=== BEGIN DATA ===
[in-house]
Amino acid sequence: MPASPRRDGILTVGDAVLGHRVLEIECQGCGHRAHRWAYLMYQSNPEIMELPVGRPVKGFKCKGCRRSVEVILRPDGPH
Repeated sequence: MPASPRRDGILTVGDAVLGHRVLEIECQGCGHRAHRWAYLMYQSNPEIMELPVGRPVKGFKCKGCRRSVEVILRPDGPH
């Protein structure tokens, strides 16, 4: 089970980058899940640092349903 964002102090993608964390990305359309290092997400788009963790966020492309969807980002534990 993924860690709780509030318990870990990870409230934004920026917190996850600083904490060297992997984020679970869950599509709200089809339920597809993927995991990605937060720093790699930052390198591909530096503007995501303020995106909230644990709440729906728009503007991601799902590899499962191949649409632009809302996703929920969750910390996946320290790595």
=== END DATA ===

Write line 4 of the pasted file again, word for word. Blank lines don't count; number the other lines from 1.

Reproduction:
């Protein structure tokens, strides 16, 4: 089970980058899940640092349903 964002102090993608964390990305359309290092997400788009963790966020492309969807980002534990 993924860690709780509030318990870990990870409230934004920026917190996850600083904490060297992997984020679970869950599509709200089809339920597809993927995991990605937060720093790699930052390198591909530096503007995501303020995106909230644990709440729906728009503007991601799902590899499962191949649409632009809302996703929920969750910390996946320290790595």